When it comes to cholesterol, the key to staying healthy is achieving a proper balance of “good” and “bad” types of cholesterol.
Ochsner Health System Cardiac Rehabilitation and Preventative Cardiology department medical director Dr. Carl Lavie said low-density lipoprotein (LDL) is much worse for overall health than high-density lipoprotein (HDL).
HDL cholesterol is often referred to as “good cholesterol” as it is hypothesized that HDL can remove cholesterol from atheroma within arteries and transport it back to the liver for excretion or re-utilization.
Conversely, LDL cholesterol, or “bad cholesterol,” ranks among the leading causes of heart disease, Lavie said
Lavie’s first piece of advice to anyone attempting to lower their bad cholesterol is to lose weight through a combination of exercise and a healthy diet.
“Weight reduction raises HDL and lowers triglycerides, another type of fat in the blood,” Lavie said. “Seventy percent of adults right now are either overweight or obese. A lot of times a lack of exercise goes hand in hand with obesity.”
A healthy adult should attempt to exercise at least 30 to 40 minutes every day, Lavie said, with intensity varying from a steady walk to jogging or bike riding.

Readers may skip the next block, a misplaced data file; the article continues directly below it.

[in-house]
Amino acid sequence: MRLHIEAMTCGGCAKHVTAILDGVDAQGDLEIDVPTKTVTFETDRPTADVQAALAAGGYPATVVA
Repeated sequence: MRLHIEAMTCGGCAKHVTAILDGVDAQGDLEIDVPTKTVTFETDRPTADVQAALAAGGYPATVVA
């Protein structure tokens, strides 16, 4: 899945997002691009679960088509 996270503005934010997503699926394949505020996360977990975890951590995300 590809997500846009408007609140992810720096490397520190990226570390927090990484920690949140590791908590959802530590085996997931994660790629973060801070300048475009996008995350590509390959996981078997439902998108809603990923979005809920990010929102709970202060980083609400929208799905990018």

Elmwood Fitness Center registered dietician Elesha Kelleher said a healthy diet rich in soluble fiber and low in saturated fat is the most important factor in keeping cholesterol in a healthy range. Effective exercise routines are primarily effective because of a healthy diet, and both combine to lower bad cholesterol levels while elevating good cholesterol.
“You want to get at least 25 to 30 grams of fiber a day,” Kelleher said. “In particular, you want to consume the foods that are high in soluble fiber like fruits, beans and oats.”
Soluble fiber foods like oatmeal absorb LDL and carry it out of the body while foods with insoluble fiber simply clean out the system, Kelleher said.
“You also want to avoid things that are high in saturated fat like fatty meats, butter, whipped cream, cream cheese, sour cream, ice cream and basically anything that has cream in the name unless it’s a light or reduced version,” she said. “Trans fat, along with saturated fat, raises LDL. Foods, such as cakes, cookies and chips, contain trans fat and should be avoided.”
“Also, include small amounts of unsaturated fats in your diet, such as olive and canola oils, avocado, nuts, nut butters, which all help to lower bad cholesterol levels,” she said.
Kelleher also suggests taking an omega-3 fish oil supplement, which is beneficial for heart health.
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